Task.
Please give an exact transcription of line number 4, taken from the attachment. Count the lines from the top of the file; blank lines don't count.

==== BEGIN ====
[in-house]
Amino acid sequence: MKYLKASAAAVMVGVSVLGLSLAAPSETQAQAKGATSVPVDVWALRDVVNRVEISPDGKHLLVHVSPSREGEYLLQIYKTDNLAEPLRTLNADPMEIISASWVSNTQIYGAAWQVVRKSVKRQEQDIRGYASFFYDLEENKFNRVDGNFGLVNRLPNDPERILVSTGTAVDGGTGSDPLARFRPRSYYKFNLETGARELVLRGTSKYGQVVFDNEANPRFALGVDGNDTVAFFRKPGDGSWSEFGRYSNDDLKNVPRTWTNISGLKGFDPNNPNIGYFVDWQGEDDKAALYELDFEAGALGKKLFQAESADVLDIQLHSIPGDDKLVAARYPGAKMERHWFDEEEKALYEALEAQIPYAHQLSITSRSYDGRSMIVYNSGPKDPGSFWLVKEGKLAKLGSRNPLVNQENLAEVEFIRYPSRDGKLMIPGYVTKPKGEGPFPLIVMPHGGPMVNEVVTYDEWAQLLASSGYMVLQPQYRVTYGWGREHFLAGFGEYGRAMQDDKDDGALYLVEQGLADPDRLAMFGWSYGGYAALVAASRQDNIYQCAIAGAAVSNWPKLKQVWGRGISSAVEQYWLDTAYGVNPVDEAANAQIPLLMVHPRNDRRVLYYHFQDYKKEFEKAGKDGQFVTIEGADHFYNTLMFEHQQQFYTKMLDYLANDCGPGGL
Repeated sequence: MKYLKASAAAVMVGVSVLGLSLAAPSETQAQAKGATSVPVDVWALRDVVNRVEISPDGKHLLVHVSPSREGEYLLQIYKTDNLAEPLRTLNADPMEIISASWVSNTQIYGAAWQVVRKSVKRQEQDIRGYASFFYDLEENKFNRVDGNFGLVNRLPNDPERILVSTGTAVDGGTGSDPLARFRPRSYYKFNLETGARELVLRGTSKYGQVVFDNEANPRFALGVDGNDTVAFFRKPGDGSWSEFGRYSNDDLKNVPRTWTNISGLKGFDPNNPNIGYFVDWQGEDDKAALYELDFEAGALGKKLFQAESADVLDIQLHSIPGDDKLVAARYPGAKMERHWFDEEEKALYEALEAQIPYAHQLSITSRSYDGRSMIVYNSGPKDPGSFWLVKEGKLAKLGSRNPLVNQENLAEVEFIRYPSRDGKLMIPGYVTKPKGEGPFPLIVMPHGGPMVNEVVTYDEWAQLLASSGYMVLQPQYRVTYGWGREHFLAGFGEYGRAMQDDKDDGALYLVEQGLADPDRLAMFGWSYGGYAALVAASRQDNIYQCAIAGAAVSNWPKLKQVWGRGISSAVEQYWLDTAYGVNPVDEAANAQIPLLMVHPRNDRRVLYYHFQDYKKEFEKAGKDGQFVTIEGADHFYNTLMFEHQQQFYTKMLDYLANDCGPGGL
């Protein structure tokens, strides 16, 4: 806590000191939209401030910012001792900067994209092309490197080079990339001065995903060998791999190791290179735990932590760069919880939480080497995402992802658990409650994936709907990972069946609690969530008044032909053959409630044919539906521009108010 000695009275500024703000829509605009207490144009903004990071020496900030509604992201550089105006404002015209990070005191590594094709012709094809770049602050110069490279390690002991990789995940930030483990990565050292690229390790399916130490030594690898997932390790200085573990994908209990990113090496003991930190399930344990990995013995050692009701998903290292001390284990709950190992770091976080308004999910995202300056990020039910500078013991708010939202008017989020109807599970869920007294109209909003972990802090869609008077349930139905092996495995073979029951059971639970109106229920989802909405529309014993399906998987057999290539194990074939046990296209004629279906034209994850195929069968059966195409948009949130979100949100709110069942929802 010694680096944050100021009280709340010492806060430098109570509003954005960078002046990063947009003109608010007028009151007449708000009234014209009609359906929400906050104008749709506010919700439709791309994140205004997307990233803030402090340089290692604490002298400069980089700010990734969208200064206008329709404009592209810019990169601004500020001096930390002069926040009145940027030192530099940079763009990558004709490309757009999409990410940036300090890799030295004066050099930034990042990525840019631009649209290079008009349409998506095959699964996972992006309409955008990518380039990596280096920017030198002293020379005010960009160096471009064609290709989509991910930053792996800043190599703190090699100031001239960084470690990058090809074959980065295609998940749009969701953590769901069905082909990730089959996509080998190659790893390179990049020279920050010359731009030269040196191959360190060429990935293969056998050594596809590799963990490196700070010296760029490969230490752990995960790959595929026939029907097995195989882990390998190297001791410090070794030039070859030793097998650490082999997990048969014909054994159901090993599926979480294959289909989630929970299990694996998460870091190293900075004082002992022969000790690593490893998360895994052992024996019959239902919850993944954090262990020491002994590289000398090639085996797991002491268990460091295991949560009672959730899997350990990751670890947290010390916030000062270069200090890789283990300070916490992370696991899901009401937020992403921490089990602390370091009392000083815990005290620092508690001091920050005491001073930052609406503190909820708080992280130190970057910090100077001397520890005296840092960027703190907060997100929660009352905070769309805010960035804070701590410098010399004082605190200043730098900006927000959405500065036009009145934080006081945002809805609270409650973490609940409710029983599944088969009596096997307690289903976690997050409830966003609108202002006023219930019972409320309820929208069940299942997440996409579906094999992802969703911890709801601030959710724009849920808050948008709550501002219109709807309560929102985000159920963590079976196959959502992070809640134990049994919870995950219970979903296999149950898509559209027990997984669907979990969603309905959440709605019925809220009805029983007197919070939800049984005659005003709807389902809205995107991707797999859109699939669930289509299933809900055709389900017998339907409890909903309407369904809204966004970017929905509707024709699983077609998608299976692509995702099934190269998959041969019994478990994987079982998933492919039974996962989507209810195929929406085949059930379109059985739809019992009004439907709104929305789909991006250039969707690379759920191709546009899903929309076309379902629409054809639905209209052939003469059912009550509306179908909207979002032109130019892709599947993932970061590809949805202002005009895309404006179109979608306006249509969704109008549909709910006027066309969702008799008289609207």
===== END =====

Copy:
């Protein structure tokens, strides 16, 4: 806590000191939209401030910012001792900067994209092309490197080079990339001065995903060998791999190791290179735990932590760069919880939480080497995402992802658990409650994936709907990972069946609690969530008044032909053959409630044919539906521009108010 000695009275500024703000829509605009207490144009903004990071020496900030509604992201550089105006404002015209990070005191590594094709012709094809770049602050110069490279390690002991990789995940930030483990990565050292690229390790399916130490030594690898997932390790200085573990994908209990990113090496003991930190399930344990990995013995050692009701998903290292001390284990709950190992770091976080308004999910995202300056990020039910500078013991708010939202008017989020109807599970869920007294109209909003972990802090869609008077349930139905092996495995073979029951059971639970109106229920989802909405529309014993399906998987057999290539194990074939046990296209004629279906034209994850195929069968059966195409948009949130979100949100709110069942929802 010694680096944050100021009280709340010492806060430098109570509003954005960078002046990063947009003109608010007028009151007449708000009234014209009609359906929400906050104008749709506010919700439709791309994140205004997307990233803030402090340089290692604490002298400069980089700010990734969208200064206008329709404009592209810019990169601004500020001096930390002069926040009145940027030192530099940079763009990558004709490309757009999409990410940036300090890799030295004066050099930034990042990525840019631009649209290079008009349409998506095959699964996972992006309409955008990518380039990596280096920017030198002293020379005010960009160096471009064609290709989509991910930053792996800043190599703190090699100031001239960084470690990058090809074959980065295609998940749009969701953590769901069905082909990730089959996509080998190659790893390179990049020279920050010359731009030269040196191959360190060429990935293969056998050594596809590799963990490196700070010296760029490969230490752990995960790959595929026939029907097995195989882990390998190297001791410090070794030039070859030793097998650490082999997990048969014909054994159901090993599926979480294959289909989630929970299990694996998460870091190293900075004082002992022969000790690593490893998360895994052992024996019959239902919850993944954090262990020491002994590289000398090639085996797991002491268990460091295991949560009672959730899997350990990751670890947290010390916030000062270069200090890789283990300070916490992370696991899901009401937020992403921490089990602390370091009392000083815990005290620092508690001091920050005491001073930052609406503190909820708080992280130190970057910090100077001397520890005296840092960027703190907060997100929660009352905070769309805010960035804070701590410098010399004082605190200043730098900006927000959405500065036009009145934080006081945002809805609270409650973490609940409710029983599944088969009596096997307690289903976690997050409830966003609108202002006023219930019972409320309820929208069940299942997440996409579906094999992802969703911890709801601030959710724009849920808050948008709550501002219109709807309560929102985000159920963590079976196959959502992070809640134990049994919870995950219970979903296999149950898509559209027990997984669907979990969603309905959440709605019925809220009805029983007197919070939800049984005659005003709807389902809205995107991707797999859109699939669930289509299933809900055709389900017998339907409890909903309407369904809204966004970017929905509707024709699983077609998608299976692509995702099934190269998959041969019994478990994987079982998933492919039974996962989507209810195929929406085949059930379109059985739809019992009004439907709104929305789909991006250039969707690379759920191709546009899903929309076309379902629409054809639905209209052939003469059912009550509306179908909207979002032109130019892709599947993932970061590809949805202002005009895309404006179109979608306006249509969704109008549909709910006027066309969702008799008289609207």